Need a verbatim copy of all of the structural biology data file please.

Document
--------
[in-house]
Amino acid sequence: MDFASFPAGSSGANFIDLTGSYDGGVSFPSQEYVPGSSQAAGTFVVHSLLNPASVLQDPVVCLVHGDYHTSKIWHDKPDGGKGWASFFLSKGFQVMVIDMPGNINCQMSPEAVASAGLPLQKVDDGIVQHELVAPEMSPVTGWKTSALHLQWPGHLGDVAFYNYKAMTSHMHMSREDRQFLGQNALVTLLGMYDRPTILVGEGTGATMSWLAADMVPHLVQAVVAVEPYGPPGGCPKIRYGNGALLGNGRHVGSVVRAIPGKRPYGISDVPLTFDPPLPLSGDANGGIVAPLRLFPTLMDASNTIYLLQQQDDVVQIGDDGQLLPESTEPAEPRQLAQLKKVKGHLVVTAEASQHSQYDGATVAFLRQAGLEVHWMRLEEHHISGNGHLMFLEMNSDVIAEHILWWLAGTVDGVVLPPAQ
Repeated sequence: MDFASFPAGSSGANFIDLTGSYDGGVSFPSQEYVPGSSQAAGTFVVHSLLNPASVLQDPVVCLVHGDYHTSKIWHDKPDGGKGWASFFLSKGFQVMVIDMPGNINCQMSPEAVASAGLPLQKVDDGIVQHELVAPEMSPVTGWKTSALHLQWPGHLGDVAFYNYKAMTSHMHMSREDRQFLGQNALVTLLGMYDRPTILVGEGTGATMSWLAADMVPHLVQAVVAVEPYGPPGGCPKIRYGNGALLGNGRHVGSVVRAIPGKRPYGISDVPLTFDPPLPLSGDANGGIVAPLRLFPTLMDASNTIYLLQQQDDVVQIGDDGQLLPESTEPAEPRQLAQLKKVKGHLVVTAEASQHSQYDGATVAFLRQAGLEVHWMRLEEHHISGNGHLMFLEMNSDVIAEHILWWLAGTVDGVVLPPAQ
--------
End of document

[in-house]
Amino acid sequence: MDFASFPAGSSGANFIDLTGSYDGGVSFPSQEYVPGSSQAAGTFVVHSLLNPASVLQDPVVCLVHGDYHTSKIWHDKPDGGKGWASFFLSKGFQVMVIDMPGNINCQMSPEAVASAGLPLQKVDDGIVQHELVAPEMSPVTGWKTSALHLQWPGHLGDVAFYNYKAMTSHMHMSREDRQFLGQNALVTLLGMYDRPTILVGEGTGATMSWLAADMVPHLVQAVVAVEPYGPPGGCPKIRYGNGALLGNGRHVGSVVRAIPGKRPYGISDVPLTFDPPLPLSGDANGGIVAPLRLFPTLMDASNTIYLLQQQDDVVQIGDDGQLLPESTEPAEPRQLAQLKKVKGHLVVTAEASQHSQYDGATVAFLRQAGLEVHWMRLEEHHISGNGHLMFLEMNSDVIAEHILWWLAGTVDGVVLPPAQ
Repeated sequence: MDFASFPAGSSGANFIDLTGSYDGGVSFPSQEYVPGSSQAAGTFVVHSLLNPASVLQDPVVCLVHGDYHTSKIWHDKPDGGKGWASFFLSKGFQVMVIDMPGNINCQMSPEAVASAGLPLQKVDDGIVQHELVAPEMSPVTGWKTSALHLQWPGHLGDVAFYNYKAMTSHMHMSREDRQFLGQNALVTLLGMYDRPTILVGEGTGATMSWLAADMVPHLVQAVVAVEPYGPPGGCPKIRYGNGALLGNGRHVGSVVRAIPGKRPYGISDVPLTFDPPLPLSGDANGGIVAPLRLFPTLMDASNTIYLLQQQDDVVQIGDDGQLLPESTEPAEPRQLAQLKKVKGHLVVTAEASQHSQYDGATVAFLRQAGLEVHWMRLEEHHISGNGHLMFLEMNSDVIAEHILWWLAGTVDGVVLPPAQ